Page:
An interview with Forrest Griffin
When fans talk about the overnight success of the UFC, most of the time the first name mentioned is that of Chuck Liddell.
And while “The Iceman” is indeed responsible for taking pay-per-view buys into uncharted territory, it is his television counterpart that helped transform mixed martial arts into an acceptable form of mainstream entertainment.
If Chuck Liddell was the manifesto, then Forrest Griffin was the revolution itself.
Live on Spike TV, in front of an audience that no one was quite sure they would ever capture again, Griffin polarized the causal fan with a gritty performance opposite Stephan Bonnar in the finale of The Ultimate Fighter (TUF) that may go down as the greatest mixed martial arts fight ever featured on live television.
And to the victor belong the spoils.
Griffin would eventually legitimize not only himself, but also the TUF farm system by capturing the light heavyweight title from Quinton Jackson at UFC 86. He may have subsequently surrendered that title to another TUF grad, Rashad Evans at UFC 92, but he will never surrender his legacy in the evolution of the UFC.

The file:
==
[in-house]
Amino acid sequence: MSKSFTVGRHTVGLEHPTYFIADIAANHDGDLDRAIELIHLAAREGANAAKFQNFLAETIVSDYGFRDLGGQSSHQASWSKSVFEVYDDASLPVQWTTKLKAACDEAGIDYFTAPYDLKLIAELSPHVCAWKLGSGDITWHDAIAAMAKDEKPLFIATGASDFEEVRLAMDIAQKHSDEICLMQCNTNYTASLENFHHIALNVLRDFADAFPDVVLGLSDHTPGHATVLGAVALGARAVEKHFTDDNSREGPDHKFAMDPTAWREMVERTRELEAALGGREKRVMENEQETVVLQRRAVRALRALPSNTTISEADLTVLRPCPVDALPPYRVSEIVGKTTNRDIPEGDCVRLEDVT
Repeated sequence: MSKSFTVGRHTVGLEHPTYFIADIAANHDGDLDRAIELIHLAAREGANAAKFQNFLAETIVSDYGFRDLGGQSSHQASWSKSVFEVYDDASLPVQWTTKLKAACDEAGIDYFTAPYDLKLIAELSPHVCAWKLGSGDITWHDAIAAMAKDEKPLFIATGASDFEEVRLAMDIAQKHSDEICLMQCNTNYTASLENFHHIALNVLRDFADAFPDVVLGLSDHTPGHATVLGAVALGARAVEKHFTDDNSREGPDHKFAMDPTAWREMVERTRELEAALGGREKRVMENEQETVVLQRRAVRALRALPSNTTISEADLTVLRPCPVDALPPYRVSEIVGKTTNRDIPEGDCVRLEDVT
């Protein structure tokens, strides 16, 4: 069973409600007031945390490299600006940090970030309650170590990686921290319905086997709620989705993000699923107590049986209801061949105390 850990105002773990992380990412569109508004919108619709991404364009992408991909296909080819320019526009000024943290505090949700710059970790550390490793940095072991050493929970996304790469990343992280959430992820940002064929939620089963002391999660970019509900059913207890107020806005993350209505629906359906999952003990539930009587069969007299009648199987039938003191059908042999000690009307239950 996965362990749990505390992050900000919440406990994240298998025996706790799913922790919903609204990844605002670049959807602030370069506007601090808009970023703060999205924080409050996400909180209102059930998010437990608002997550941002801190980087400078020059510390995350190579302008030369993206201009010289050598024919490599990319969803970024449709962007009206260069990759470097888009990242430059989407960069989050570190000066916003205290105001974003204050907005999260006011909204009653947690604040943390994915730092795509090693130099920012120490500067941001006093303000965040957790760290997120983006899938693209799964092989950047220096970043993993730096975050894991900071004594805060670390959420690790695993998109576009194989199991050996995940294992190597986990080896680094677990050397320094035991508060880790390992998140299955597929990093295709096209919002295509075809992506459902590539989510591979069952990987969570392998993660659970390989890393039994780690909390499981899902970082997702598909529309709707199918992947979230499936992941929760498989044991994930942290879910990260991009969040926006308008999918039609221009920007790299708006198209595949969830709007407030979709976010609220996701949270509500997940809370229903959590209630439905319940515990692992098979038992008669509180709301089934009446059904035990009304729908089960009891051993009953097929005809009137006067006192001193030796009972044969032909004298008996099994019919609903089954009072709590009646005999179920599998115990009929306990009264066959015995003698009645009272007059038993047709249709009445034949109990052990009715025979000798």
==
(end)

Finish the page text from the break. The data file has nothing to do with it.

Now, after spending most of the year sidelined with a broken hand he suffered back in January, Griffin is poised to return at UFC 101 on August 8, against mixed martial arts’ deadliest warrior: Anderson “The Spider” Silva.
Griffin was called to duty to succeed where others have failed. His mission is not just to dethrone the Brazilian juggernaut, but to force him to engage, and prove himself worthy of the championship title.
We know why, now find out how, in our exclusive interview with Forrest Griffin.
Brian Oswald (MMAmania.com): You were all set to take on a tough opponent in Thiago Silva and he seemed like an ideal match-up for you coming off the hand injury. Why did you decide to fight Anderson Silva instead?
Forrest Griffin: I didn’t feel I was as mentally tough as I should have been preparing for the fight. I wanted to really test myself. You see a lot of guys fight Anderson and they just don’t look like themselves. They don’t look like they want to be there or look like they have any confidence. I want to at least come in and fight up to my ability. So this fight will either bring out the best in me … or I will have to go out and find a real job.
Brian Oswald (MMAmania.com): It seemed like